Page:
County puts brakes on wind farms
Anyone seeking to develop a large-scale wind farm in Douglas County will have to wait until next spring before filing an application.
Douglas County commissioners passed a resolution Wednesday imposing a moratorium any large-scale wind energy projects until they have time to draft regulations that would govern how they are developed.
Commissioners made it clear they are not opposed to wind energy development. But the county's development codes currently make no provision for them.
"We all understand the energy landscape is changing, and Kansas has a unique resource at its disposal," commission Chairman Mike Gaughan said. "I want to ensure we're thinking about how and where we can say 'yes' to these things and still protect landowners, taxpayers and the county. If there's a way for us to be part of the growing wind energy economy in Kansas, need to find a way to do that."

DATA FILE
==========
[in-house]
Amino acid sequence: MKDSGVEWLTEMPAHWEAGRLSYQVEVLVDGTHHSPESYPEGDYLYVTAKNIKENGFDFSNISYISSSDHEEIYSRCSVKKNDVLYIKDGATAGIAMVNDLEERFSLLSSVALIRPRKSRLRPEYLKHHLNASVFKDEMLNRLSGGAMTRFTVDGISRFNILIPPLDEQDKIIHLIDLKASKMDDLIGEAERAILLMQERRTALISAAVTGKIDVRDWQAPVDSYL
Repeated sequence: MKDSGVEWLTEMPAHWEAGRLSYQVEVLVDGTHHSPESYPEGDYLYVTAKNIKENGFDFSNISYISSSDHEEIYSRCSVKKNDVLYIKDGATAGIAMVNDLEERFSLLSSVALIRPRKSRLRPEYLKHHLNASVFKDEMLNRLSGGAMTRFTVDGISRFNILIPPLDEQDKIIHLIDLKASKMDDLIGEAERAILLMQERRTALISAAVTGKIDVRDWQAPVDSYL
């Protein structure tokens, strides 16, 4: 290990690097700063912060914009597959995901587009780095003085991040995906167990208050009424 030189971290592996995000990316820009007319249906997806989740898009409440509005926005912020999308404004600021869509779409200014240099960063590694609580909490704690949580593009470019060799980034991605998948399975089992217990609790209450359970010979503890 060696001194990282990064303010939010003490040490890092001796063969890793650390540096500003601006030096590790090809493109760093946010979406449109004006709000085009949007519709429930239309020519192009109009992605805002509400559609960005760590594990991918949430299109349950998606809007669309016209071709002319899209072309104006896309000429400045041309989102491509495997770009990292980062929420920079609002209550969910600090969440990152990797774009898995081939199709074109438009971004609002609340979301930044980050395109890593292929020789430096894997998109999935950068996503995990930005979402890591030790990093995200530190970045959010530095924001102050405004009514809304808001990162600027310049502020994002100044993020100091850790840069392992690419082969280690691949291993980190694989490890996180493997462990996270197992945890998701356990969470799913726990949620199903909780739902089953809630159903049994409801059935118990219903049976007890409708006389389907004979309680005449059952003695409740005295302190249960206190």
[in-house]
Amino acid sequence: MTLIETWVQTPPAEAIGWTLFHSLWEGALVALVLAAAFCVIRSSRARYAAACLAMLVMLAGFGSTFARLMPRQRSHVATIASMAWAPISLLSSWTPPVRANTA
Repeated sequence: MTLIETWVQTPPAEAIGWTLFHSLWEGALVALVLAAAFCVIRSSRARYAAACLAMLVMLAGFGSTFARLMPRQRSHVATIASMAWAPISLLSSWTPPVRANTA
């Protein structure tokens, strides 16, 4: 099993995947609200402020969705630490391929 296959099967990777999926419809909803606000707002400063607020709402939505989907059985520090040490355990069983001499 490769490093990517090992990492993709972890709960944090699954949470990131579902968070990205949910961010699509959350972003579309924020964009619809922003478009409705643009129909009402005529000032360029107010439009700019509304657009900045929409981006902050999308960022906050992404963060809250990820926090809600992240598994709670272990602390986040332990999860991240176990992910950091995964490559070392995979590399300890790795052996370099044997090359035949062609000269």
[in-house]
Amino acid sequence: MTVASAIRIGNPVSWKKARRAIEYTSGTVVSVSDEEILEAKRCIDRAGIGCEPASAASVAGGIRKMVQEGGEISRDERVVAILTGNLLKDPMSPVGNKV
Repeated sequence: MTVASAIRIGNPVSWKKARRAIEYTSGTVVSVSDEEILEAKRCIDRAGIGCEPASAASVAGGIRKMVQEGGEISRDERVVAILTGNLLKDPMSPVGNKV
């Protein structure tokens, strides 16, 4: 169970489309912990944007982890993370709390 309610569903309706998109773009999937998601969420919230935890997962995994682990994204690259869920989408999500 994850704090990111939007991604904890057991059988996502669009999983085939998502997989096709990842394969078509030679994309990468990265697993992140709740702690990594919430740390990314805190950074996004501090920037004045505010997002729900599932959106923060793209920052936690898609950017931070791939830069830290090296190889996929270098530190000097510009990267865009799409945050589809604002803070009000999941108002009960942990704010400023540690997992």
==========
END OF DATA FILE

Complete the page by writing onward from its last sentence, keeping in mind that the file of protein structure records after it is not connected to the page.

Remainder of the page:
The action came amid reports from residents in southern Douglas County that a potential developer has approached residents seeking to buy easements for wind towers.
"Currently we don't have any specific regulations that mention wind farms," said county Administrator Craig Weinaug.
The moratorium, which runs through April 30, applies to any tower or wind turbine over 100 feet in height, or any system involving multiple wind turbines of any size proposed or built by the same person or group of people.
In the meantime, the resolution calls on the county's Zoning and Codes Department and the Lawrence-Douglas County Planning Commission to draft regulations dealing specifically with wind farm development, a process county officials said would take about five months.
In other business, commissioners met in a closed-door executive session to discuss building security issues. No action was taken afterward, but Weinaug said commissioners will likely vote next week to adopt a security plan that would allow them to apply for a four-year exemption from the state's new concealed carry weapons law.